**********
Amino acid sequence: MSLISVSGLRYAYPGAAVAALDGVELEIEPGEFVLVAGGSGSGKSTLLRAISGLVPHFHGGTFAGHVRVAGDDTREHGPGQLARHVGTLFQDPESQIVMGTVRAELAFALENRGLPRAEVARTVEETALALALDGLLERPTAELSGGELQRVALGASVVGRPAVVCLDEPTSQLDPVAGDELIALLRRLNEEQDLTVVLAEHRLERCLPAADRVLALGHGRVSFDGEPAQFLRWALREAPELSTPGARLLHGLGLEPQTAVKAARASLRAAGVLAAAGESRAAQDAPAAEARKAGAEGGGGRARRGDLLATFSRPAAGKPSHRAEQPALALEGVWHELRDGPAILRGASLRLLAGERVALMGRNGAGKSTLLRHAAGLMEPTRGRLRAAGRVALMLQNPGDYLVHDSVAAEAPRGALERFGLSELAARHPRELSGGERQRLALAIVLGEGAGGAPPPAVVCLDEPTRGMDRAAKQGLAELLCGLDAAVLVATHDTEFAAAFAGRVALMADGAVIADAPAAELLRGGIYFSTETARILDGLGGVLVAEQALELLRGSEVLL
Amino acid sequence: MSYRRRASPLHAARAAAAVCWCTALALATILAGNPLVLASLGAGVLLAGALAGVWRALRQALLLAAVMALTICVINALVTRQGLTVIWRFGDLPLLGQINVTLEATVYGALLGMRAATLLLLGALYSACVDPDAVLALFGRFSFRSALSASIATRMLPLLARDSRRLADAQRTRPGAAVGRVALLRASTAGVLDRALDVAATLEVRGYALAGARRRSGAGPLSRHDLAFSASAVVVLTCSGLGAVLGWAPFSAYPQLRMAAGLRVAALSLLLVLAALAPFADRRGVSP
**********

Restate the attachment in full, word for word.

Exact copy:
Amino acid sequence: MSLISVSGLRYAYPGAAVAALDGVELEIEPGEFVLVAGGSGSGKSTLLRAISGLVPHFHGGTFAGHVRVAGDDTREHGPGQLARHVGTLFQDPESQIVMGTVRAELAFALENRGLPRAEVARTVEETALALALDGLLERPTAELSGGELQRVALGASVVGRPAVVCLDEPTSQLDPVAGDELIALLRRLNEEQDLTVVLAEHRLERCLPAADRVLALGHGRVSFDGEPAQFLRWALREAPELSTPGARLLHGLGLEPQTAVKAARASLRAAGVLAAAGESRAAQDAPAAEARKAGAEGGGGRARRGDLLATFSRPAAGKPSHRAEQPALALEGVWHELRDGPAILRGASLRLLAGERVALMGRNGAGKSTLLRHAAGLMEPTRGRLRAAGRVALMLQNPGDYLVHDSVAAEAPRGALERFGLSELAARHPRELSGGERQRLALAIVLGEGAGGAPPPAVVCLDEPTRGMDRAAKQGLAELLCGLDAAVLVATHDTEFAAAFAGRVALMADGAVIADAPAAELLRGGIYFSTETARILDGLGGVLVAEQALELLRGSEVLL
Amino acid sequence: MSYRRRASPLHAARAAAAVCWCTALALATILAGNPLVLASLGAGVLLAGALAGVWRALRQALLLAAVMALTICVINALVTRQGLTVIWRFGDLPLLGQINVTLEATVYGALLGMRAATLLLLGALYSACVDPDAVLALFGRFSFRSALSASIATRMLPLLARDSRRLADAQRTRPGAAVGRVALLRASTAGVLDRALDVAATLEVRGYALAGARRRSGAGPLSRHDLAFSASAVVVLTCSGLGAVLGWAPFSAYPQLRMAAGLRVAALSLLLVLAALAPFADRRGVSP